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Discussion Starter · #1 ·
New sea serpent claim
Monster hunter Jan-Ove Sundberg continues his search for proof of famous sea serpents and once again claims that he has evidence for the presence of Selma, the beast reputed to live in Norway's Lake Seljord.
Jan Ove Sundberg of Sweden at Lake Seljord in August 2000, showing off a specially designed six-meter long tube-shaped trap used to search for 'Selma'.

Sundberg and his team GUST (Global Underwater Search Team) told TV 2 Nettavisen Thursday that they had logged sonar readings of a large creature in the lake, which is in the middle of Telemark county.

"I have news today. We were just off Sanden Camping today, between noon and 2 p.m. We got two large objects on sonar, they were four to five meters (13-16.5 feet) long and this was no fish," Sundberg told TV 2 Nettavisen.

"Afterwards we heard some very loud noises on the hydrophone. The sounds were so powerful that the our headphones banged and vibrated," Sundberg said.

Sundberg has regularly visited Seljord in the summer to hunt for concrete proof that Norway's Loch Ness monster exists, and claimed last year to have images of the creature, but the picture quality left much to be desired and convinced no one.

"If researchers are to be satisfied we have to catch it in our traps. Or we have to take photos or film that demonstrates it is an unknown animal. Half-bad pictures from long distance aren't good enough," Sundberg said.

The 58-year-old is now training a new generation of cryptozoologists how to run an expedition to find unconfirmed animals by holding courses in Sweden.

This year's trip to Seljord is Sundberg's sixth, and he believes he now knows where the serpent is most likely to appear.

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Discussion Starter · #6 ·
Dolphins with LEGS!!!!

TOKYO (AP) - Japanese researchers said Sunday a bottlenose dolphin captured last month has an extra set of fins that could be the remains of back legs, providing further evidence ocean-dwelling mammals once lived on land.

Fishermen captured the four-finned dolphin off the coast of Wakayama prefecture in western Japan on Oct. 28 and alerted the nearby Taiji Whaling Museum, said museum director Katsuki Hayashi.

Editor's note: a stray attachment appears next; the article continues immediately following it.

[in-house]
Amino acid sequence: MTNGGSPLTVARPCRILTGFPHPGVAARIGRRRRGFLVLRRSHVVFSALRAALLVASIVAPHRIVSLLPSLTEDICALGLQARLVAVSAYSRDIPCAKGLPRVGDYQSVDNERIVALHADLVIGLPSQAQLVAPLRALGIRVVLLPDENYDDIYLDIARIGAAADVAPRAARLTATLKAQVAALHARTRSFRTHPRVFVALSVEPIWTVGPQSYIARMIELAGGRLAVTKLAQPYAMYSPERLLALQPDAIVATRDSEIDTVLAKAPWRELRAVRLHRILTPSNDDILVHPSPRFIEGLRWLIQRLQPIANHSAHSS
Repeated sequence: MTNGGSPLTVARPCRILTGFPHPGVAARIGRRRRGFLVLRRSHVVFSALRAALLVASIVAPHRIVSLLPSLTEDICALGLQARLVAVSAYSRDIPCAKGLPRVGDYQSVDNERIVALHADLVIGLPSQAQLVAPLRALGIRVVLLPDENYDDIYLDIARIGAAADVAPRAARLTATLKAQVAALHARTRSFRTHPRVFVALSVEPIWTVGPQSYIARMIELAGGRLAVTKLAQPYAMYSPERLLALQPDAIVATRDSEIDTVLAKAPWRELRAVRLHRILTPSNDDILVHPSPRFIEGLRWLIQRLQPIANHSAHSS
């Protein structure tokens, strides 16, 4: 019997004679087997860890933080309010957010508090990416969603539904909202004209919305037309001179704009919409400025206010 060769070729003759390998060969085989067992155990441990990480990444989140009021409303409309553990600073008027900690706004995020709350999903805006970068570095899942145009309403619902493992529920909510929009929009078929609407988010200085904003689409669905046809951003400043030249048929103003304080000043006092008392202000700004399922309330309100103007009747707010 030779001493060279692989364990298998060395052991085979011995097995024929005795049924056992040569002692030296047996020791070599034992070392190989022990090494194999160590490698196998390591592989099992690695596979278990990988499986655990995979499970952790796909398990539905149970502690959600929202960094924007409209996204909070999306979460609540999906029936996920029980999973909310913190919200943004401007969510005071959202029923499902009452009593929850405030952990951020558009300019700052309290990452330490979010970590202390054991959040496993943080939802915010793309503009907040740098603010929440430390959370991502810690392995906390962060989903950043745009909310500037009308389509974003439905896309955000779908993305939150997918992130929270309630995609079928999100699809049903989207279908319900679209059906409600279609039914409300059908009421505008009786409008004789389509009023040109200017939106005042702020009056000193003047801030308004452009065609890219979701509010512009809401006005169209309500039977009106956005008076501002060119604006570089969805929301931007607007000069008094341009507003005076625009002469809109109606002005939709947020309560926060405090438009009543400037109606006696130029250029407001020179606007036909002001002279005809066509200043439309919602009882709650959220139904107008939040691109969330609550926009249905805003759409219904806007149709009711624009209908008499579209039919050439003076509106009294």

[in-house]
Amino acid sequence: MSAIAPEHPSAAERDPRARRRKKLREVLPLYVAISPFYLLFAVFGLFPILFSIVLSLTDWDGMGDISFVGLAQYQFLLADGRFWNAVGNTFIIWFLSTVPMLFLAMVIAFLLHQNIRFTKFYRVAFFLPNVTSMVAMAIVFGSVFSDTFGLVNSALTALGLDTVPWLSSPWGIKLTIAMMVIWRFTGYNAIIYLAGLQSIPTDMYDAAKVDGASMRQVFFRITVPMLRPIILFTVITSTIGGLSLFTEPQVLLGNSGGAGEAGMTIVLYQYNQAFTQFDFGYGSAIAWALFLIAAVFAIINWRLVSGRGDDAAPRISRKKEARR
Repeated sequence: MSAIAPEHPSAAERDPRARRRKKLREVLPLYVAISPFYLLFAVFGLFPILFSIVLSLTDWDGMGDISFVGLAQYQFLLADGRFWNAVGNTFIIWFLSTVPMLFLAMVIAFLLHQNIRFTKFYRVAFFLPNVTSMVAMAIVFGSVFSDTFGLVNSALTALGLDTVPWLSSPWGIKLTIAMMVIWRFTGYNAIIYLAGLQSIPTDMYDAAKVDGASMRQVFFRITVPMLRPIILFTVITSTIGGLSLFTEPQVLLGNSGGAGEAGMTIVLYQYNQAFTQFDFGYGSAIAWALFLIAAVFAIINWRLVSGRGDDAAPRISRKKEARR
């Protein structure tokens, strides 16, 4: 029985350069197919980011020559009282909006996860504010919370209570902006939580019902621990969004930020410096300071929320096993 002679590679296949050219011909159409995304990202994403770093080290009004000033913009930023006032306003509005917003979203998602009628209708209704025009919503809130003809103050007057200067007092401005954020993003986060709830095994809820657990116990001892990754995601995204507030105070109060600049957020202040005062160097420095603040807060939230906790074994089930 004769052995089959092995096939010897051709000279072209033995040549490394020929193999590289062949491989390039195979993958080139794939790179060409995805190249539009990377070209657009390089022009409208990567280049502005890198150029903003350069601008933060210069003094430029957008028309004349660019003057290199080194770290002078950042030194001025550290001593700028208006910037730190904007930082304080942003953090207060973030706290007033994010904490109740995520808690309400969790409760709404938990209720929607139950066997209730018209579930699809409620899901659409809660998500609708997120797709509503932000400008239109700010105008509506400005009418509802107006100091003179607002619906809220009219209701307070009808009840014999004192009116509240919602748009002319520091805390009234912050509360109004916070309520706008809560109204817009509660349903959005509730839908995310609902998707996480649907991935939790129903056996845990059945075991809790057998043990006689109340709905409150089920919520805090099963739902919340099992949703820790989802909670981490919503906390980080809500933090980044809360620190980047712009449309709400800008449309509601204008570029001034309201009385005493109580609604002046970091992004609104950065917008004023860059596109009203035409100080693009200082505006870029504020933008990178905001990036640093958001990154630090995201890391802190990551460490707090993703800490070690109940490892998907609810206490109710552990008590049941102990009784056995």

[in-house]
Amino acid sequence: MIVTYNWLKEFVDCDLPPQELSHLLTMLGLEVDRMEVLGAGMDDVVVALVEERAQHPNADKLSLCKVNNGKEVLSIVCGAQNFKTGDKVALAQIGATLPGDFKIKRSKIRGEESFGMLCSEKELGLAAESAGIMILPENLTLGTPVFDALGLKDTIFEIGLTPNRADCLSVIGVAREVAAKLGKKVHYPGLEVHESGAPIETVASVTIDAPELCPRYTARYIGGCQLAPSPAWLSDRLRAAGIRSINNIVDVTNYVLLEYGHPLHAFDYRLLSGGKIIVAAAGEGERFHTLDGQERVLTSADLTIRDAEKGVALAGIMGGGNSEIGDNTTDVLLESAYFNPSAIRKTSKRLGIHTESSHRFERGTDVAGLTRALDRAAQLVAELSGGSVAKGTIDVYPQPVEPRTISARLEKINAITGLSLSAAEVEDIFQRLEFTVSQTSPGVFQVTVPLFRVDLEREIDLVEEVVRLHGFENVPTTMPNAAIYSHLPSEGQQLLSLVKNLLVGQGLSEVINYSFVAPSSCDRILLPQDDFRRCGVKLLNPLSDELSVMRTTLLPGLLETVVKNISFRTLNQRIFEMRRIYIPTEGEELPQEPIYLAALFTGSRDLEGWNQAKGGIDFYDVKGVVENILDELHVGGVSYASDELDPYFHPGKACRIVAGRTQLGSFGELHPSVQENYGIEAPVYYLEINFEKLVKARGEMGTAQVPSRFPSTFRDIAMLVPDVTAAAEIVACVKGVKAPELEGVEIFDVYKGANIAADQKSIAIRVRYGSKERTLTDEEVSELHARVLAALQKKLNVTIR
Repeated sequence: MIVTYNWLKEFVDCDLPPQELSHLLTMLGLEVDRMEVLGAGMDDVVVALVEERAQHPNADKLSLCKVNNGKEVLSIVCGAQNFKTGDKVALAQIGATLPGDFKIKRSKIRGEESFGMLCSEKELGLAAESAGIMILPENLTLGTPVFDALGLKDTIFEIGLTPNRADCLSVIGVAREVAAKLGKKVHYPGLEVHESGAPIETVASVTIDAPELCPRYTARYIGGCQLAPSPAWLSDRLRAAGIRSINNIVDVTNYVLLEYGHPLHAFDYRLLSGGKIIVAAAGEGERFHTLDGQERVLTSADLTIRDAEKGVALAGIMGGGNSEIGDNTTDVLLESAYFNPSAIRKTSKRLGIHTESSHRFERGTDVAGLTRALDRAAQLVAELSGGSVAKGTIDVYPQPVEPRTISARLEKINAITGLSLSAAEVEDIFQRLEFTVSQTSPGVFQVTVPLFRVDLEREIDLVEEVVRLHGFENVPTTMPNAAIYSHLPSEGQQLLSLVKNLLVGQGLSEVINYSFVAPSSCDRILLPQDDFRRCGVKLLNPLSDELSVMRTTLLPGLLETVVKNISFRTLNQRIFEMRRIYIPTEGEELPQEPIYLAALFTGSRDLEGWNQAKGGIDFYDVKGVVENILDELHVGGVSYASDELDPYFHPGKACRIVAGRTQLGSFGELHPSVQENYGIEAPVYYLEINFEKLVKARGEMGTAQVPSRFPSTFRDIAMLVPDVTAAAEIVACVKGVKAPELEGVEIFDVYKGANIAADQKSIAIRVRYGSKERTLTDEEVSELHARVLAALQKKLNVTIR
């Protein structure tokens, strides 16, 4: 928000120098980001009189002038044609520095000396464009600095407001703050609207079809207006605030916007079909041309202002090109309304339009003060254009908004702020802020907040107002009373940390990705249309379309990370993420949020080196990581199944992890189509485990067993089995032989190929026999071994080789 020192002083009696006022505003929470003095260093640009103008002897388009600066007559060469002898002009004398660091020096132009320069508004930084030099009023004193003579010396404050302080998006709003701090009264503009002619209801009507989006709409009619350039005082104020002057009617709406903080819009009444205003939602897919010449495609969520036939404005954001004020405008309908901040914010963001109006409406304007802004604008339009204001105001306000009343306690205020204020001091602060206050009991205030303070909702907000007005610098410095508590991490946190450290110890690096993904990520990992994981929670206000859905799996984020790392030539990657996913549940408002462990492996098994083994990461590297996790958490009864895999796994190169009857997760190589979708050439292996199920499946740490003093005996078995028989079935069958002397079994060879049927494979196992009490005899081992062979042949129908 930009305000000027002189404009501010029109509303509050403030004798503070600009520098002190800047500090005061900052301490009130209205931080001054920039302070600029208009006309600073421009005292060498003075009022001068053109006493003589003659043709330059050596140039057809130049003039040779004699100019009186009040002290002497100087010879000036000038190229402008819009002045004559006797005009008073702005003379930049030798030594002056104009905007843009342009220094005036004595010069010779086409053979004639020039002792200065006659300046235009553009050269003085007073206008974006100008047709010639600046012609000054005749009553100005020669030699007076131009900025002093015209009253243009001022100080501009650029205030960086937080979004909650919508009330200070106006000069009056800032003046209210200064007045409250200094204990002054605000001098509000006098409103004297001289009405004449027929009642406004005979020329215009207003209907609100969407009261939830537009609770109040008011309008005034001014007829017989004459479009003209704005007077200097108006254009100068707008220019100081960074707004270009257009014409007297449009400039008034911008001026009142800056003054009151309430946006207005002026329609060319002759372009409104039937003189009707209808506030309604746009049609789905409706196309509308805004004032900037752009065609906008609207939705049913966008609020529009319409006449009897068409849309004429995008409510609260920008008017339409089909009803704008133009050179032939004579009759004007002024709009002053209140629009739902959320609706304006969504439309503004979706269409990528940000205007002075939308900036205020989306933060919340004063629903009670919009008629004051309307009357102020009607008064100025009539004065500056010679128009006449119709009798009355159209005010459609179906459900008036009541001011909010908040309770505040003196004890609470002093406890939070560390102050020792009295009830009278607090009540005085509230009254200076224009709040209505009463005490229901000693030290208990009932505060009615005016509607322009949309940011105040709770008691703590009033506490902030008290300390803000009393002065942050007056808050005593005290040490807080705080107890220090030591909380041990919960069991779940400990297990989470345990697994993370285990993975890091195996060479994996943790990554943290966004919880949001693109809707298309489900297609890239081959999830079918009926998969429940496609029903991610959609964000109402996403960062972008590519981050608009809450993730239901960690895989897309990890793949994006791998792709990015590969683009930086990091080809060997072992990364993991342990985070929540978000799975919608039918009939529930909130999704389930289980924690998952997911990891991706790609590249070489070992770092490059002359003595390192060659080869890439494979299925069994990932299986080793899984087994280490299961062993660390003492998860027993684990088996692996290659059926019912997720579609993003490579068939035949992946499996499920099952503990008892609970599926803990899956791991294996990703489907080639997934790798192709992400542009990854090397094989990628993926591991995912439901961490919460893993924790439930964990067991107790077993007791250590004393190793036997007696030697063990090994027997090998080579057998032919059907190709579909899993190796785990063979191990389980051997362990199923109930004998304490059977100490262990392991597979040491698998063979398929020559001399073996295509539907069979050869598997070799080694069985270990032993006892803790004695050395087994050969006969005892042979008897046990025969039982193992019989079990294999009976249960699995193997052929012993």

Fossil remains show dolphins and whales were four-footed land animals about 50 million years ago and share the same common ancestor as hippos and deer. Scientists believe they later transitioned to an aquatic lifestyle and their hind limbs disappeared.

Though odd-shaped protrusions have been found near the tails of dolphins and whales captured in the past, researchers thought it was the first time one had been found with well-developed, symmetrical fins, Hayashi said.

"I believe the fins may be remains from the time when dolphins' ancient ancestors lived on land...this is an unprecedented discovery," said Seiji Osumi, an adviser at Tokyo's Institute of Cetacean Research, at a news conference televised Sunday.

The second set of fins - much smaller than the dolphin's front fins - are about the size of human hands and protrude from near the tail on the dolphin's underside. The dolphin measures 2.72 metres and is about five years old, the museum said.

A freak mutation may have caused the ancient trait to reassert itself, Osumi said. The dolphin will be kept at the Taiji museum for X-ray and DNA tests, Hayashi said.

:eek: :eek: Yikes, we'll NEVER kill off all the dolphins in the sea, if they can walk on land now!:p
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